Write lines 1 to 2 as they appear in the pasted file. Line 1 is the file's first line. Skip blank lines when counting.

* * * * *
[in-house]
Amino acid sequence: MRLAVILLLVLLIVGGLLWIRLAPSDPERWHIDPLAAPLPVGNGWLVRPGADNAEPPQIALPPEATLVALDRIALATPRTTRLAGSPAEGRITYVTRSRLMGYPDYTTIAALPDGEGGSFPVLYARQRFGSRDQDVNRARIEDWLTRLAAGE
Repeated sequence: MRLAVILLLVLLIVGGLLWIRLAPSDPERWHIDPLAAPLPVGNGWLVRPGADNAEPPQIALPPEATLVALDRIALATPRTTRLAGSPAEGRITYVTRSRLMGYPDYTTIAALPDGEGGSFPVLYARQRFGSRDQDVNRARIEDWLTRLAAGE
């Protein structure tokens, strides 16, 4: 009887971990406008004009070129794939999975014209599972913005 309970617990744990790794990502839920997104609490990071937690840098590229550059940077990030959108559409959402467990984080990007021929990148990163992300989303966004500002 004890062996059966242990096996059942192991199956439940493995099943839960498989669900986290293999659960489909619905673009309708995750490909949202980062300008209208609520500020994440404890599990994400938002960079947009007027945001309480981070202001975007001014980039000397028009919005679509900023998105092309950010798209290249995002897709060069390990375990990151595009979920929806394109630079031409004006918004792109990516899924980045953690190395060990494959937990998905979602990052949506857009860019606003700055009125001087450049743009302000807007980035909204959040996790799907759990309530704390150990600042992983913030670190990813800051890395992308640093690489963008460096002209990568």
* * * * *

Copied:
[in-house]
Amino acid sequence: MRLAVILLLVLLIVGGLLWIRLAPSDPERWHIDPLAAPLPVGNGWLVRPGADNAEPPQIALPPEATLVALDRIALATPRTTRLAGSPAEGRITYVTRSRLMGYPDYTTIAALPDGEGGSFPVLYARQRFGSRDQDVNRARIEDWLTRLAAGE